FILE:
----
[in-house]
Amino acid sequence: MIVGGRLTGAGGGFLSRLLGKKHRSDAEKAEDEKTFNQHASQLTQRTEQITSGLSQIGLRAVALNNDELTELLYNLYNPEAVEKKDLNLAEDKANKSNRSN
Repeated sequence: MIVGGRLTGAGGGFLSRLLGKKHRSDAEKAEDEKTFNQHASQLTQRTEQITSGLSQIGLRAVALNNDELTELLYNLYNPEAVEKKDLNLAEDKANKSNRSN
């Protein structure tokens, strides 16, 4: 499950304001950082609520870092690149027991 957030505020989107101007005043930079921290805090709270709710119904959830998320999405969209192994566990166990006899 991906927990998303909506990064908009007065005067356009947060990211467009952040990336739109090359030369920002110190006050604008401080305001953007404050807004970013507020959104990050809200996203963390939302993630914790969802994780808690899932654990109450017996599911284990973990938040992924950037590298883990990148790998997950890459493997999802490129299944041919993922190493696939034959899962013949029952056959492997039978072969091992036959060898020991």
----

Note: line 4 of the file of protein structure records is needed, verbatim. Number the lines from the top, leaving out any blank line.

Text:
């Protein structure tokens, strides 16, 4: 499950304001950082609520870092690149027991 957030505020989107101007005043930079921290805090709270709710119904959830998320999405969209192994566990166990006899 991906927990998303909506990064908009007065005067356009947060990211467009952040990336739109090359030369920002110190006050604008401080305001953007404050807004970013507020959104990050809200996203963390939302993630914790969802994780808690899932654990109450017996599911284990973990938040992924950037590298883990990148790998997950890459493997999802490129299944041919993922190493696939034959899962013949029952056959492997039978072969091992036959060898020991």